For Todd Ramaley, the story is similar. His farm is almost into Indiana County and about a 35 minutes’ drive (in a car not a milk truck) from the nearest Lanco shipper still shipping to Lanco. As of Tuesday, he said DFA was still looking at the possibility of taking the milk from his 40 cows “because it is really clean milk with SCC of 150,000.”

If his milk went to DFA, it would actually still go, physically, to the United Dairy, Inc. plant in Uniontown, several sources indicated, because United has a “swapping deal” with DFA, under which some of United’s milk goes to DFA’s plant in New Wilmington and some of DFA’s milk goes to United’s Uniontown plant.

When asked about the letters sent to six of its producers in Pennsylvania’s southwest corner, Lanco’s director of dairy operations Robert Morris explained how originally all the milk hauled by that hauler served Saputo Cheese in Hancock, Maryland.

“That plant closed in July,” he said. “But before that, those shippers ended up in our world when Saputo bought Jefferson Cheese. At that time, we were able to work an arrangement with United in Uniontown and hauler Wayne Harmon to commingle that milk on United’s independent routes. They were in charge of the Uniontown, Pa., Martins Ferry, Ohio and Charleston, West Virginia plants and would commingle some of our milk on the nearest truck.”

Morris noted the total milk of their six terminated farms is “roughly 250 to 275,000 pounds a month.”

According to Morris, United had apprised Lanco about losing a sizeable bottling contract through its system in January, and before cutting its own producers, would first stop receiving milk from outside sources. United set Feb. 28 as the last day they could commingle that milk. Lanco also received word through the St. Louis, Missouri milk broker that ran the commingling that United’s sizeable loss of sales would prohibit further commingling of Lanco milk in that region on their trucks.

Morris noted that Lanco is “still taking on new producers in areas where we have haulers close to our customer base,” and he noted the six producers they’ve let go are “small farms and out of our orbit, especially since Saputo closed the Hancock plant in July.

“Those farms were never charged the real cost of hauling their milk because United had picked up the trucking subsidy,” Morris stated. “With us losing the ability to commingle that milk, there is no way for us to haul it, or any market for us to send it to, where the hauling doesn’t eat up all the income.”

Requests from the affected producers to find a way to haul their milk for Lanco were denied.

Morris further explained that their milk from south of Williamsport, including Cambria County, Indiana County and Somerset County as well as Garrett County, Maryland — that had all flowed to Saputo in Hancock — is now going East to the Land O’Lakes plant in Carlisle. Some of it goes to Dairy Maid in Frederick, Md., and to HP Hood in Winchester, Va.

In areas where Lanco has hauling, they do commingle with the Maryland/Virginia co-op, but these fringe areas — like Westmoreland County — are an issue now without the Saputo cheese plant and considering the cut in volume needed by United at its Uniontown plant. Both Lanco and Maryland/Virginia have milk into Somerset County, plus Maryland/Virginia has milk in the Sugarcreek, Ohio region. The producers affected by the latest termination fall into a void — a pocket of milk between two higher-density dairy areas.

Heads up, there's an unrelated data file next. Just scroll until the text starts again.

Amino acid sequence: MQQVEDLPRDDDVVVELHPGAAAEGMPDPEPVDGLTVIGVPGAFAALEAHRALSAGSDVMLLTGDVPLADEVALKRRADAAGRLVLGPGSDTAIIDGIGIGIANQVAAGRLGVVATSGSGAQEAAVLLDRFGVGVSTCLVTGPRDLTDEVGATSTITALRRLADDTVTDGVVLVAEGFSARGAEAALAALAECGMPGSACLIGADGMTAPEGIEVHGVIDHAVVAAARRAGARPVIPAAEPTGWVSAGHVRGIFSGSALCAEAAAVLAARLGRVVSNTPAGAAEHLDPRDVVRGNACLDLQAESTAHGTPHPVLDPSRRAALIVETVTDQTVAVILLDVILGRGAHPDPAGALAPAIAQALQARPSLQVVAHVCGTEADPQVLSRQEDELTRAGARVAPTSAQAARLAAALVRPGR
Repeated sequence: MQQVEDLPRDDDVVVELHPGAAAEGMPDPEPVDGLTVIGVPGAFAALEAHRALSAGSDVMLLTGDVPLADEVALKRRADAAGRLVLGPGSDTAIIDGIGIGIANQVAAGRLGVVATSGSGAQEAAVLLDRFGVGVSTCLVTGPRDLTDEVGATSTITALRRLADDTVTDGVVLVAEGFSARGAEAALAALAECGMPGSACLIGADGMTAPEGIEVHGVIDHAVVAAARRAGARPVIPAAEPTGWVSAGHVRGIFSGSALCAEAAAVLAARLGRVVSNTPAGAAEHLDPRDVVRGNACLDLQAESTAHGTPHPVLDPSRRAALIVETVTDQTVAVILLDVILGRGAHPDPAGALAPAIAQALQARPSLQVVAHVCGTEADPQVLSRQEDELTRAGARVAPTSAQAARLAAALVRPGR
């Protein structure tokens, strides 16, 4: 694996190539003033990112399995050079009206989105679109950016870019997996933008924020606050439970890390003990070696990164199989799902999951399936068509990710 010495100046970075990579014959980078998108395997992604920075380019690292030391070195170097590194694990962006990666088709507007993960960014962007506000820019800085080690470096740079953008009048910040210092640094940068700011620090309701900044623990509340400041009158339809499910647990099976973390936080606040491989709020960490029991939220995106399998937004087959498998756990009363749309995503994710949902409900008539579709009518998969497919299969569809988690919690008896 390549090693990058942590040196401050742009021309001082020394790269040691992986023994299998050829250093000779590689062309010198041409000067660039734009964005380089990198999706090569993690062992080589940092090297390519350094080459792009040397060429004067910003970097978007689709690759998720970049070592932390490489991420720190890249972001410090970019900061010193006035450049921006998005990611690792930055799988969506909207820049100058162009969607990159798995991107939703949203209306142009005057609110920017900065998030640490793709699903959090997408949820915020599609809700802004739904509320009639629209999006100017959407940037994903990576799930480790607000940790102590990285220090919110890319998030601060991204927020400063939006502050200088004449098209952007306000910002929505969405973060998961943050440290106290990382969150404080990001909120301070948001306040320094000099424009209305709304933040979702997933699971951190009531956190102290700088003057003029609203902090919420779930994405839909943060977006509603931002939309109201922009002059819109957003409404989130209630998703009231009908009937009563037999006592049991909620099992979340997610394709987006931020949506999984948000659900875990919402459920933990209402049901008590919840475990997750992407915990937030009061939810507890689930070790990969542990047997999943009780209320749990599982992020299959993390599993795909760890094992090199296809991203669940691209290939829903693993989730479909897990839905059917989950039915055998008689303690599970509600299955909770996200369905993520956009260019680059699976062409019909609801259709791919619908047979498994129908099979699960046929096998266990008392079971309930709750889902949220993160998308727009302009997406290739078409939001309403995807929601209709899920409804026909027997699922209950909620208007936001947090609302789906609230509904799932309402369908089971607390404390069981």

“We simply had too much milk at the Uniontown plant,” said Tom McCombs, milk procurement manager for United. “We had to cut back on the co-op milk, so we gave Lanco the notice.”

When probed further about the loss of Class I milk contracts, McCombs said that what United actually lost was its volume of sales that Save-A-Lot trucks would pick up at its Uniontown plant for their Pennsylvania warehouse “just down the road.”

“They did some redistricting with their stores, and that milk volume is now going to other warehouses,” he noted. This would include the warehouses served by United’s bottling plants in Ohio and West Virginia.

McCombs said the loss of volume going to the Save-A-Lot warehouse served by United’s Uniontown, Pa. plant leaves the company with the difficult task of deciding when and how to cut some of its own independent shippers that serve that plant as well.

“We have to make that decision in the next few days,” he said Monday. “It will be a tough situation to pick a load in an area that is not as flexible to get to our plants or other cheese plants.”

When asked about the milk swapping arrangement still ongoing with DFA, McCombs noted that, “We would not be accepting DFA milk, either, if we did not have the swapping agreement with DFA.”

He added that he expected the lost volume from the Save-A-Lot warehouse served by the Pennsylvania plant to come back in the fall “if things change.”

According to McCombs, United’s current 340 farms produce 36 million pounds of milk per month, and this total had increased by 850,000 pounds from December to January. “Our farms have not added cows, but they are producing a lot more milk per cow. It must be the good feed,” he said.

“Not only do we have more milk, but the Class I consumption is down. We have got to get milk back to consumers. The schools used to serve lowfat. Now they serve no-fat. They take the fat out of the milk, which takes the taste out of the milk, and people don’t want to drink it,” McCombs stressed, adding that the snow and low temperatures this winter are causing school closures. “We had five loads of school milk canceled and the balancing plants were all full. That snowballs on you.”

The Pennsylvania Department of Agriculture has received the quality records of the terminated farms, but not one of the producers has heard anything in terms of options from the state.